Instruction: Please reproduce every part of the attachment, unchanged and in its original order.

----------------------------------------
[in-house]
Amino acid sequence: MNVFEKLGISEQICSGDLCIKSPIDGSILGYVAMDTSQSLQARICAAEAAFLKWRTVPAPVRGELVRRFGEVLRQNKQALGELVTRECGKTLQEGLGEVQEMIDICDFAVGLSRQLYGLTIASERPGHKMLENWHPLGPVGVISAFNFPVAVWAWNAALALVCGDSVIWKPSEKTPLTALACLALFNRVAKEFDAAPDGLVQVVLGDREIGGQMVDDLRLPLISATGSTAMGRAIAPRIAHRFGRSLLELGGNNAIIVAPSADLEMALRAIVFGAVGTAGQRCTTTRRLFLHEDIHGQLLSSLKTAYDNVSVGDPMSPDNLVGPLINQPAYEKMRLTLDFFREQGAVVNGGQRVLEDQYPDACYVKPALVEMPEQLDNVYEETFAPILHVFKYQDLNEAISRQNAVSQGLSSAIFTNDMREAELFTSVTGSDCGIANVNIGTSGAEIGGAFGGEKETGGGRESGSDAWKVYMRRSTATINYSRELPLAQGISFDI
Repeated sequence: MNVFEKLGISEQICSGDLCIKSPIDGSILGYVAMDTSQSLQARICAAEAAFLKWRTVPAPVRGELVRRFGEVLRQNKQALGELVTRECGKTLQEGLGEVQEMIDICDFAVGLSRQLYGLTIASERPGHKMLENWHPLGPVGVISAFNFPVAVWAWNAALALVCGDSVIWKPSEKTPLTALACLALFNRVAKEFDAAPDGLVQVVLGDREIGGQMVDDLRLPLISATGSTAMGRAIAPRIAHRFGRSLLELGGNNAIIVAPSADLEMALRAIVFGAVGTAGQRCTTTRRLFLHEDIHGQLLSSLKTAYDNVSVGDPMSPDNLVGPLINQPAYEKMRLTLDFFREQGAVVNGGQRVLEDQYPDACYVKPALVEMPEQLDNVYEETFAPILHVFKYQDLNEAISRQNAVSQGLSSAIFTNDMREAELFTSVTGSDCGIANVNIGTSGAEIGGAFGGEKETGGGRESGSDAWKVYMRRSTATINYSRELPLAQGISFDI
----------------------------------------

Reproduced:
[in-house]
Amino acid sequence: MNVFEKLGISEQICSGDLCIKSPIDGSILGYVAMDTSQSLQARICAAEAAFLKWRTVPAPVRGELVRRFGEVLRQNKQALGELVTRECGKTLQEGLGEVQEMIDICDFAVGLSRQLYGLTIASERPGHKMLENWHPLGPVGVISAFNFPVAVWAWNAALALVCGDSVIWKPSEKTPLTALACLALFNRVAKEFDAAPDGLVQVVLGDREIGGQMVDDLRLPLISATGSTAMGRAIAPRIAHRFGRSLLELGGNNAIIVAPSADLEMALRAIVFGAVGTAGQRCTTTRRLFLHEDIHGQLLSSLKTAYDNVSVGDPMSPDNLVGPLINQPAYEKMRLTLDFFREQGAVVNGGQRVLEDQYPDACYVKPALVEMPEQLDNVYEETFAPILHVFKYQDLNEAISRQNAVSQGLSSAIFTNDMREAELFTSVTGSDCGIANVNIGTSGAEIGGAFGGEKETGGGRESGSDAWKVYMRRSTATINYSRELPLAQGISFDI
Repeated sequence: MNVFEKLGISEQICSGDLCIKSPIDGSILGYVAMDTSQSLQARICAAEAAFLKWRTVPAPVRGELVRRFGEVLRQNKQALGELVTRECGKTLQEGLGEVQEMIDICDFAVGLSRQLYGLTIASERPGHKMLENWHPLGPVGVISAFNFPVAVWAWNAALALVCGDSVIWKPSEKTPLTALACLALFNRVAKEFDAAPDGLVQVVLGDREIGGQMVDDLRLPLISATGSTAMGRAIAPRIAHRFGRSLLELGGNNAIIVAPSADLEMALRAIVFGAVGTAGQRCTTTRRLFLHEDIHGQLLSSLKTAYDNVSVGDPMSPDNLVGPLINQPAYEKMRLTLDFFREQGAVVNGGQRVLEDQYPDACYVKPALVEMPEQLDNVYEETFAPILHVFKYQDLNEAISRQNAVSQGLSSAIFTNDMREAELFTSVTGSDCGIANVNIGTSGAEIGGAFGGEKETGGGRESGSDAWKVYMRRSTATINYSRELPLAQGISFDI